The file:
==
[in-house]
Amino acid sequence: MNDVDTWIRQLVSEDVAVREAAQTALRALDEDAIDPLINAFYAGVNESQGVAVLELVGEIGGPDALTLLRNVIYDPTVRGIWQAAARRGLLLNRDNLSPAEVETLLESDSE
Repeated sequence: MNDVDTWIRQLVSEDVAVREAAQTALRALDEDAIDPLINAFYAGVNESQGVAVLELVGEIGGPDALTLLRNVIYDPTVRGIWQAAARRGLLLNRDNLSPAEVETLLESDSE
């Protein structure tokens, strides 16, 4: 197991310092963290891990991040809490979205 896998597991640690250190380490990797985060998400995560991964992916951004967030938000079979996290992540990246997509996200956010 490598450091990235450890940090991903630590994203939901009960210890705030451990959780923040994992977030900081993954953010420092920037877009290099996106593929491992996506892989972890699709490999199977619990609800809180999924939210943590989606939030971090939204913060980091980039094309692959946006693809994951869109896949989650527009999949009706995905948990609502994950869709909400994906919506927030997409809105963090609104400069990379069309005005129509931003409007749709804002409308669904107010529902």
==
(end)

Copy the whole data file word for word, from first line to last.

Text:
[in-house]
Amino acid sequence: MNDVDTWIRQLVSEDVAVREAAQTALRALDEDAIDPLINAFYAGVNESQGVAVLELVGEIGGPDALTLLRNVIYDPTVRGIWQAAARRGLLLNRDNLSPAEVETLLESDSE
Repeated sequence: MNDVDTWIRQLVSEDVAVREAAQTALRALDEDAIDPLINAFYAGVNESQGVAVLELVGEIGGPDALTLLRNVIYDPTVRGIWQAAARRGLLLNRDNLSPAEVETLLESDSE
């Protein structure tokens, strides 16, 4: 197991310092963290891990991040809490979205 896998597991640690250190380490990797985060998400995560991964992916951004967030938000079979996290992540990246997509996200956010 490598450091990235450890940090991903630590994203939901009960210890705030451990959780923040994992977030900081993954953010420092920037877009290099996106593929491992996506892989972890699709490999199977619990609800809180999924939210943590989606939030971090939204913060980091980039094309692959946006693809994951869109896949989650527009999949009706995905948990609502994950869709909400994906919506927030997409809105963090609104400069990379069309005005129509931003409007749709804002409308669904107010529902």